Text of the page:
LEAHA MARIA VILLARREAL
Lucid Culture on The Chasm & The Cliff
“...a suspenseful whispery upward climb to a fork in the road where Evans suddenly introduced an agitation that rose to a pummeling, assaultive and intense vortex from the percussion and then faded down again, unresolved. It was the most viscerally exciting piece on the bill."
"Resound" co-creation for voice, violin, and visuals. Presented at USC's Thornton Live: Fall Festival 2020.
"Underway" collaboration with Heidi Duckler Dance as a part of Los Angeles Opera's Eurydice Found Festival, a site-specific work under the 7th Street Bridge in Los Angeles, CA.
"What Remains" collaboration with Heidi Duckler Dance hosted by the Wende Museum in Culver City, CA.
With works described as "visceral" (Lucid Culture), "propulsive" (Bachtrack) and "austere" (New Music Box), composer Leaha Maria Villarreal’s output includes music for dance, film, opera, and the concert hall.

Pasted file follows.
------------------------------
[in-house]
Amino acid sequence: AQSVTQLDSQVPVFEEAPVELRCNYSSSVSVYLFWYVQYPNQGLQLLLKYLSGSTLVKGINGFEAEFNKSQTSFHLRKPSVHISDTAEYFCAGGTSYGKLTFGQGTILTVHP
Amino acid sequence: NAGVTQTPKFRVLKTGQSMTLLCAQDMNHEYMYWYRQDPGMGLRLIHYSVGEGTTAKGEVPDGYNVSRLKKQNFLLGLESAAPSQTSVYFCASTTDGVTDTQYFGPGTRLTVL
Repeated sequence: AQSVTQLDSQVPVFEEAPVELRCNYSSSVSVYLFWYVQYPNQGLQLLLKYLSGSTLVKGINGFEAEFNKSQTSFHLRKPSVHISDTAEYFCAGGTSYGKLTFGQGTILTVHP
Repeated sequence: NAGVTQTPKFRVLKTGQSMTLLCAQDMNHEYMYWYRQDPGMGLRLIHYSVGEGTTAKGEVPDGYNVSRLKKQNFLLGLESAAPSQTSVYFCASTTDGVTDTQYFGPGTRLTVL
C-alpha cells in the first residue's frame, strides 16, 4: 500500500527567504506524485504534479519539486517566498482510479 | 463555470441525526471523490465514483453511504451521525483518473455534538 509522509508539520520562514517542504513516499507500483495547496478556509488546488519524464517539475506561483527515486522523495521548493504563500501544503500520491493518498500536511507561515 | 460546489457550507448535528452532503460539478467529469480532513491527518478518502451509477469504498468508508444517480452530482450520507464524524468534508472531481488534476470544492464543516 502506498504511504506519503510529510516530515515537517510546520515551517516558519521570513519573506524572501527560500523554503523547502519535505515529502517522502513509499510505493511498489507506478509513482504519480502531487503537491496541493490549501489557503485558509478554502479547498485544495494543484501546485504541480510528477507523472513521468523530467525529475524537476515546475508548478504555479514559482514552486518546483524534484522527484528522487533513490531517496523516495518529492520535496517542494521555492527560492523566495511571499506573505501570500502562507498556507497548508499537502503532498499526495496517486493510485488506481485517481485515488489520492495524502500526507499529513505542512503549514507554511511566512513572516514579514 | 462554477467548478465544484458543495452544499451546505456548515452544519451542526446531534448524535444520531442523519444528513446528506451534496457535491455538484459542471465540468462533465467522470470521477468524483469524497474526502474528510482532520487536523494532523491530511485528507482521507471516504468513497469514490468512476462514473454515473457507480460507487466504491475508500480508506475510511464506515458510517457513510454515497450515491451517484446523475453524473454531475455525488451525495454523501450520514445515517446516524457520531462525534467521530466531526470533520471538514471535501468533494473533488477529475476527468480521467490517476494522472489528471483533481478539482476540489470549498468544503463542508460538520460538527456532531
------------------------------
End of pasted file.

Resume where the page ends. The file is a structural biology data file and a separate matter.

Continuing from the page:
She has worked with organizations and ensembles such as Beth Morrison Projects and the Los Angeles Philharmonic; ETHEL and Friends concert series at The Metropolitan Museum of Art; andPlay; Wild Rumpus; JACK Quartet; Experiments in Opera; and TRANSIT New Music, among others. Past composition teachers include Roger Reynolds, Steven Kazuo Takasugi, and Chinary Ung. Villarreal holds a B.A. from the University of California, San Diego and an M.M. from New York University where she studied with Julia Wolfe and Michael Gordon. She is a co-founder of contemporary music ensemble Hotel Elefant; a Jerome Fund for New Music recipient; and taught composition with New York Philharmonic's Very Young Composers Bridge Program. Villarreal is currently pursuing a D.M.A. at the University of Southern California.
I Care If You Listen on The Warmth of Other Suns
“In the best joining of human and machine since RoboCop, Andie Springer adroitly traversed a copycat braid of sound that was feverish, sometimes animal-like, and Crumb-esque. When fantastic players collaborate with loops or recordings, presets or ringtones, the result is often a spiritless, unexciting humdrum. Not so with Springer, who made the electronic music come to life and vice versa."